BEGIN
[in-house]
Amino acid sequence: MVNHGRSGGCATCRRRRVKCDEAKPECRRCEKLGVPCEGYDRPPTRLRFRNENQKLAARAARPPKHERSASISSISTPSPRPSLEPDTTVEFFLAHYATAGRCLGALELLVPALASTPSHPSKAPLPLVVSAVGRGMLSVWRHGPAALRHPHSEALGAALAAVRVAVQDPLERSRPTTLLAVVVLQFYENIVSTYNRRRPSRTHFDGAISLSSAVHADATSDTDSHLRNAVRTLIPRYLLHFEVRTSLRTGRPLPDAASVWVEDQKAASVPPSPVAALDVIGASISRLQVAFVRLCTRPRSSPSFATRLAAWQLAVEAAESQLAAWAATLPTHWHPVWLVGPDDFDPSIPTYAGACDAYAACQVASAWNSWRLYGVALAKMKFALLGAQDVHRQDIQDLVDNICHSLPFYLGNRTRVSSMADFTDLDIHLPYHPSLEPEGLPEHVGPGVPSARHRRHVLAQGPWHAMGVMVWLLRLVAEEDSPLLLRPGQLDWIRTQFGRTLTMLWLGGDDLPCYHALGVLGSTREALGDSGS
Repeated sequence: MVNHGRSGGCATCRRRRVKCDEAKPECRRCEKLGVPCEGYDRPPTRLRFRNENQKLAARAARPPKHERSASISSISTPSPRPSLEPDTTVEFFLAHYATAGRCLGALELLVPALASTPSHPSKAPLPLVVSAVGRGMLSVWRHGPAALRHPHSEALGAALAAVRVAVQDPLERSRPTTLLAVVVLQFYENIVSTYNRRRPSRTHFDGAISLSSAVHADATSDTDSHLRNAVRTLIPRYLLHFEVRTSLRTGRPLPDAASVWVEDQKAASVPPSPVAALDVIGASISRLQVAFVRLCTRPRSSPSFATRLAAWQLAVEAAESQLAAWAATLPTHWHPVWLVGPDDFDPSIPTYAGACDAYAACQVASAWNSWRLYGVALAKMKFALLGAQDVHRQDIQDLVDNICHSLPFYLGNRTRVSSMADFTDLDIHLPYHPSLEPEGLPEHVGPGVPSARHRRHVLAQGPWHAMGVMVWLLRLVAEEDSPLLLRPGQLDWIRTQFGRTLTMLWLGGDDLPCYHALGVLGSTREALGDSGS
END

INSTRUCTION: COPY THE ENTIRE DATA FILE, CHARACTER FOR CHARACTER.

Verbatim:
[in-house]
Amino acid sequence: MVNHGRSGGCATCRRRRVKCDEAKPECRRCEKLGVPCEGYDRPPTRLRFRNENQKLAARAARPPKHERSASISSISTPSPRPSLEPDTTVEFFLAHYATAGRCLGALELLVPALASTPSHPSKAPLPLVVSAVGRGMLSVWRHGPAALRHPHSEALGAALAAVRVAVQDPLERSRPTTLLAVVVLQFYENIVSTYNRRRPSRTHFDGAISLSSAVHADATSDTDSHLRNAVRTLIPRYLLHFEVRTSLRTGRPLPDAASVWVEDQKAASVPPSPVAALDVIGASISRLQVAFVRLCTRPRSSPSFATRLAAWQLAVEAAESQLAAWAATLPTHWHPVWLVGPDDFDPSIPTYAGACDAYAACQVASAWNSWRLYGVALAKMKFALLGAQDVHRQDIQDLVDNICHSLPFYLGNRTRVSSMADFTDLDIHLPYHPSLEPEGLPEHVGPGVPSARHRRHVLAQGPWHAMGVMVWLLRLVAEEDSPLLLRPGQLDWIRTQFGRTLTMLWLGGDDLPCYHALGVLGSTREALGDSGS
Repeated sequence: MVNHGRSGGCATCRRRRVKCDEAKPECRRCEKLGVPCEGYDRPPTRLRFRNENQKLAARAARPPKHERSASISSISTPSPRPSLEPDTTVEFFLAHYATAGRCLGALELLVPALASTPSHPSKAPLPLVVSAVGRGMLSVWRHGPAALRHPHSEALGAALAAVRVAVQDPLERSRPTTLLAVVVLQFYENIVSTYNRRRPSRTHFDGAISLSSAVHADATSDTDSHLRNAVRTLIPRYLLHFEVRTSLRTGRPLPDAASVWVEDQKAASVPPSPVAALDVIGASISRLQVAFVRLCTRPRSSPSFATRLAAWQLAVEAAESQLAAWAATLPTHWHPVWLVGPDDFDPSIPTYAGACDAYAACQVASAWNSWRLYGVALAKMKFALLGAQDVHRQDIQDLVDNICHSLPFYLGNRTRVSSMADFTDLDIHLPYHPSLEPEGLPEHVGPGVPSARHRRHVLAQGPWHAMGVMVWLLRLVAEEDSPLLLRPGQLDWIRTQFGRTLTMLWLGGDDLPCYHALGVLGSTREALGDSGS